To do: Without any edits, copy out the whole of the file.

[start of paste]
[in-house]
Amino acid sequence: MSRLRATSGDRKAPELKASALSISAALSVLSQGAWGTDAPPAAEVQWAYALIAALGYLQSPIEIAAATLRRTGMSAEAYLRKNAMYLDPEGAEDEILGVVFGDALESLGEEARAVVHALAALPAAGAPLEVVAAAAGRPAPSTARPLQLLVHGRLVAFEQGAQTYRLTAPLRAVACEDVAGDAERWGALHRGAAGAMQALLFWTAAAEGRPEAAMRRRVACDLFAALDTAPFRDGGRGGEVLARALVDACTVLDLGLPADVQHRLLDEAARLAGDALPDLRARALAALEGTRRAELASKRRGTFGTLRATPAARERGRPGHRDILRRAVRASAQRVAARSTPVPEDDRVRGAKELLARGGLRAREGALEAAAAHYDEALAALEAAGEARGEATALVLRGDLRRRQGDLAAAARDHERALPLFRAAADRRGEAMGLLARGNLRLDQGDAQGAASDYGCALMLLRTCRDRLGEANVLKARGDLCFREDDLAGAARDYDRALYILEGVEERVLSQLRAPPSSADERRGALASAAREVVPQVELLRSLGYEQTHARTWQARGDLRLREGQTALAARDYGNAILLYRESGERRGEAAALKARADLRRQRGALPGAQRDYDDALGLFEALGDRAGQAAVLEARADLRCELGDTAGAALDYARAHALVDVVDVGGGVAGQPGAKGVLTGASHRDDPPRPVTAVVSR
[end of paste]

[in-house]
Amino acid sequence: MSRLRATSGDRKAPELKASALSISAALSVLSQGAWGTDAPPAAEVQWAYALIAALGYLQSPIEIAAATLRRTGMSAEAYLRKNAMYLDPEGAEDEILGVVFGDALESLGEEARAVVHALAALPAAGAPLEVVAAAAGRPAPSTARPLQLLVHGRLVAFEQGAQTYRLTAPLRAVACEDVAGDAERWGALHRGAAGAMQALLFWTAAAEGRPEAAMRRRVACDLFAALDTAPFRDGGRGGEVLARALVDACTVLDLGLPADVQHRLLDEAARLAGDALPDLRARALAALEGTRRAELASKRRGTFGTLRATPAARERGRPGHRDILRRAVRASAQRVAARSTPVPEDDRVRGAKELLARGGLRAREGALEAAAAHYDEALAALEAAGEARGEATALVLRGDLRRRQGDLAAAARDHERALPLFRAAADRRGEAMGLLARGNLRLDQGDAQGAASDYGCALMLLRTCRDRLGEANVLKARGDLCFREDDLAGAARDYDRALYILEGVEERVLSQLRAPPSSADERRGALASAAREVVPQVELLRSLGYEQTHARTWQARGDLRLREGQTALAARDYGNAILLYRESGERRGEAAALKARADLRRQRGALPGAQRDYDDALGLFEALGDRAGQAAVLEARADLRCELGDTAGAALDYARAHALVDVVDVGGGVAGQPGAKGVLTGASHRDDPPRPVTAVVSR